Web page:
GUWAHATI, Jan 28 - Demanding a new land policy in the State to protect the interests of the indigenous people, the tribal bodies of Assam today asked the State government to evict all illegal migrants from the tribal blocks and belts of the State.
Demand was also raised to initiate a survey of the tribal blocks and belts to find out the current status of the protected land, which is witnessing rampant encroachment in the absence of proper implementation of the laws meant for the purpose.
A State-level workshop on implementation of the Chapter X of the Assam Land Revenue (Regulation) Act 1886 and Implementation of the Scheduled Tribes and Other Traditional Forest Dwellers (Recognition of Forest Right) Act, 2006 was organised by the All Assam Tribal Sangha today.
Inaugurating the workshop, Samujjal Bhattacharya, advisor to the All Assam Students� Union, said that right over land was a primary criterion to safeguard the interest and existence of the indigenous people of the State.
�The chronology of land-related decisions in the State suggests that migration has been a major reason affecting policy-making in the State. A new land policy for Assam is a must to ensure the supremacy of the indigenous people, who are facing a threat to their existence,� he said.
Bhattachayya also suggested limiting the power to purchase and sale land in Assam among the indigenous people only, like some other States of the Northeast.
Speaking on the need of proper implementation of the provisions of the Chapter X of the LR Act, Promod Boro, president of the All Bodo Students� Union, said that Chapter X has legally sanctioned the provisions to shield the tribal people by creating tribal belts and blocks, but due to the loopholes and lack of implementation, the protected land is encroached.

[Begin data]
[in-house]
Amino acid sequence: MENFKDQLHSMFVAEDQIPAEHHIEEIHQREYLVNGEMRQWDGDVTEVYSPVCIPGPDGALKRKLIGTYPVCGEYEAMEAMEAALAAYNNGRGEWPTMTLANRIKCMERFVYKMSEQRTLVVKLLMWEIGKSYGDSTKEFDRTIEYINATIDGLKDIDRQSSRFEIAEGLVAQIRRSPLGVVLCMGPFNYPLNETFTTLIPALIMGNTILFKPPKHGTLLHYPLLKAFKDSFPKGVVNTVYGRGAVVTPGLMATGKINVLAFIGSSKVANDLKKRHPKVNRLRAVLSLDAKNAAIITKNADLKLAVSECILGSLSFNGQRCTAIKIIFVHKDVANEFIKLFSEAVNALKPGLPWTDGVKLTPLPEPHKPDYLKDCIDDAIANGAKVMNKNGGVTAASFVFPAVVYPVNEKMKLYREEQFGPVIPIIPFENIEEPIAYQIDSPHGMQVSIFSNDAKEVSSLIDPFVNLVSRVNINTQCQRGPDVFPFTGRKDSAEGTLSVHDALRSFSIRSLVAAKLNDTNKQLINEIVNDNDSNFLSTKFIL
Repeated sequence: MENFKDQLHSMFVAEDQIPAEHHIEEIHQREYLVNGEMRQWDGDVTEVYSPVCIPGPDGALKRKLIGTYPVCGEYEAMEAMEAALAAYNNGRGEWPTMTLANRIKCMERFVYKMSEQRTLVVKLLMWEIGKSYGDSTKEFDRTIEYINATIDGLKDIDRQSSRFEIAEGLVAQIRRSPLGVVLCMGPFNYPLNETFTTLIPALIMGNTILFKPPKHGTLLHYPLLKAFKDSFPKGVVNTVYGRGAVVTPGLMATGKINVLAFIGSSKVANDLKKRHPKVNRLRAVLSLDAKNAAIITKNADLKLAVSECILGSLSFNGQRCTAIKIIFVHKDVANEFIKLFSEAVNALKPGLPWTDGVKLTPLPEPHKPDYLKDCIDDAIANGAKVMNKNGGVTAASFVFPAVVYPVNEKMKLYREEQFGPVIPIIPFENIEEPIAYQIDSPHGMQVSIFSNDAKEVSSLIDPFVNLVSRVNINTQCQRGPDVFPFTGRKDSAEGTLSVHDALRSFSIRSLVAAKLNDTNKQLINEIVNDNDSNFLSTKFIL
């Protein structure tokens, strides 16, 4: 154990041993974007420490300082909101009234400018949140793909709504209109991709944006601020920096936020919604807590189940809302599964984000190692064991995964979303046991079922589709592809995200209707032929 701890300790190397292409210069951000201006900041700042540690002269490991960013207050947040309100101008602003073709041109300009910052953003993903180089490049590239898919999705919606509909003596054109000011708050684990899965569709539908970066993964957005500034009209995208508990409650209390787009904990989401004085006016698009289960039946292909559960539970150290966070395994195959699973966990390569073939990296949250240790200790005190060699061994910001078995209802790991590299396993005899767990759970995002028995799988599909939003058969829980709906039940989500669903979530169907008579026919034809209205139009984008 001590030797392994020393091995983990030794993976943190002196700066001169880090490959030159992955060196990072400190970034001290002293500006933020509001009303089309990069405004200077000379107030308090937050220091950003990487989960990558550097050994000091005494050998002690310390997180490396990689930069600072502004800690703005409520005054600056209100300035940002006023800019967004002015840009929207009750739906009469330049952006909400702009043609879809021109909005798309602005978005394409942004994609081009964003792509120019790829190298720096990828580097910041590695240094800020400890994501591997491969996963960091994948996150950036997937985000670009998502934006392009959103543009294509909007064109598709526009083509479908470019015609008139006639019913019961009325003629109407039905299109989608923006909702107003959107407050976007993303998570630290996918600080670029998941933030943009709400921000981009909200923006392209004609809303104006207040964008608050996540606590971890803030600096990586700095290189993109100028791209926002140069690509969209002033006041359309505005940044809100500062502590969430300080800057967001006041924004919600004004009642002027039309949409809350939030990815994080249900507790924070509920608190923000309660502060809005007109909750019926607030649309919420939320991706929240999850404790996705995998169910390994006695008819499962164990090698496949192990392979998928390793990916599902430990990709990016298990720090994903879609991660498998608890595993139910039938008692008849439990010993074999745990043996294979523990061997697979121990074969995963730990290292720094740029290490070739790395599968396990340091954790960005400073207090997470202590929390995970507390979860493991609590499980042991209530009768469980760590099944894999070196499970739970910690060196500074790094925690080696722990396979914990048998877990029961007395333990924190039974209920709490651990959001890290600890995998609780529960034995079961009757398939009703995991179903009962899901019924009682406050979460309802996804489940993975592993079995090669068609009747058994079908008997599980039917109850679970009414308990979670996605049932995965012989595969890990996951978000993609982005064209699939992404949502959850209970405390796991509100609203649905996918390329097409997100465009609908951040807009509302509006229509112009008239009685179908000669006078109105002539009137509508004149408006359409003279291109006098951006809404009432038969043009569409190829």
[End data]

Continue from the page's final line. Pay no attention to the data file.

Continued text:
�Did the government conduct a proper land survey before granting a huge plot of land to yoga guru Baba Ramdev for his manufacturing units in BTC and also in Balipara?� he questioned. �Necessary steps are not taken to protect the tribal blocks and belts. The land laws in the State must be given more teeth to protect the indigenous people,� he added.
Jiten Bargayary, retired Commissioner to the Government of Assam, described the provisions of the Scheduled Tribes and Other Traditional Forest Dwellers (Recognition of Forest Rights) Act 2006.
Raising the issue of not issuing land pattas to tribal forest dwellers, he said that the people living in close proximity with nature, essentially the forest dwellers since generations have been given some special privileges to protect them from the onslaught of commercial exploitation.
Other demands of the convention included creation of new tribal belts and blocks covering tribal-populated areas and restoring all the lost tribal territories and return it to the rightful owners.